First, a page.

First, it is observed that sound travels faster in denser mediums, therefore a sound wave will travel the fastest through solids. But again it is observed that because hot air is less dense sound passes through it faster than in cold air? It is totally opposite of the first case, how?


A typical formula for the speed of sound is $$v=\sqrt{\frac{K}{\rho}}.$$ The $K$ on the top line is a modulus of elasticity, a measure of how stiff the medium is when squeezed, and $\rho$ is the medium's density.

So it's not as simple as "the denser the medium the faster (or the slower!) sound travels". For example, steel is much denser than air; this in itself would make sound travel much more slowly in steel than in air, but the effective $K$ of steel is greater than that of air by an even larger factor than the density is greater, and sound actually travels faster in steel than in air.

In the case of gases, $K=\gamma p$ in which $\gamma$ is 1.4 for diatomic gases such as oxygen and nitrogen, and $p$ is the pressure. But, from the ideal gas equation $$p=\frac{n}{V} RT=\frac{nM}{V} \frac{RT}{M} \ \ \ \text{that is} \ \ p=\frac{RT}{M} \rho$$ in which $n$ is number of moles and M is molar mass.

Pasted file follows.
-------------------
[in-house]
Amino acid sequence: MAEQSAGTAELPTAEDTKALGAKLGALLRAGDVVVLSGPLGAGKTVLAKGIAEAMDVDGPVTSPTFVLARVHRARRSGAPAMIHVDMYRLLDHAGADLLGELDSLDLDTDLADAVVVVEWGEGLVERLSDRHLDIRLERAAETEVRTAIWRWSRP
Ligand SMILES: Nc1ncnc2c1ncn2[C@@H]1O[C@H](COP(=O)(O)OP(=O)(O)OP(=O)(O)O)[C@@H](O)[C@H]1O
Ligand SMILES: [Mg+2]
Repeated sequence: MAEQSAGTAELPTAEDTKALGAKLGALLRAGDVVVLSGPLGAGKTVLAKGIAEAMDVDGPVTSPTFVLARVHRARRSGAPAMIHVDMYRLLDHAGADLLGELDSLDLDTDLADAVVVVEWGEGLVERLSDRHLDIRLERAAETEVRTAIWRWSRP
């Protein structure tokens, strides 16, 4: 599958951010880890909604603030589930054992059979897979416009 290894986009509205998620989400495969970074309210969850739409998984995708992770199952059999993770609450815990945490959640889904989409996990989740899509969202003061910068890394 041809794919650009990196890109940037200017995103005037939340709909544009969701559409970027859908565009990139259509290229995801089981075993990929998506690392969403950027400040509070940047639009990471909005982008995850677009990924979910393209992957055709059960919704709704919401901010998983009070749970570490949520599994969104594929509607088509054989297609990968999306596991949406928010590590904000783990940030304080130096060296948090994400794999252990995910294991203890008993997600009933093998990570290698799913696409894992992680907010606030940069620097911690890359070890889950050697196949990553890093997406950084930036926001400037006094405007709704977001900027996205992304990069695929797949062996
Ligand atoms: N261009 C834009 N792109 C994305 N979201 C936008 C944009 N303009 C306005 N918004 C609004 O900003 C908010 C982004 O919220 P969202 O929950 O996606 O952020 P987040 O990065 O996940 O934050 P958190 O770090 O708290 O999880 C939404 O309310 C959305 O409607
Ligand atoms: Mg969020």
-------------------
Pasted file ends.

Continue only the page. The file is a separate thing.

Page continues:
Substituting into the first equation gives $$v=\sqrt{\frac{\gamma RT}{M}}.$$

So you can see that the speed of sound in a gas goes up as the square root of the Kelvin temperature.

It's easy to see why this should be… Sound travels because a movement of molecules (eg pushed by a loudspeaker) propagates through the gas. This motion is superimposed on the random motion of air molecules, whose rms speed is proportional to $\sqrt{T}$ and is usually much greater than the superimposed velocity, and so determines the speed at which the sound travels (passed on from molecule to molecule by collisions)!

Returning to your question: you can't explain how fast sound travels using just the idea of density. It's more complicated than that. But not very complicated!


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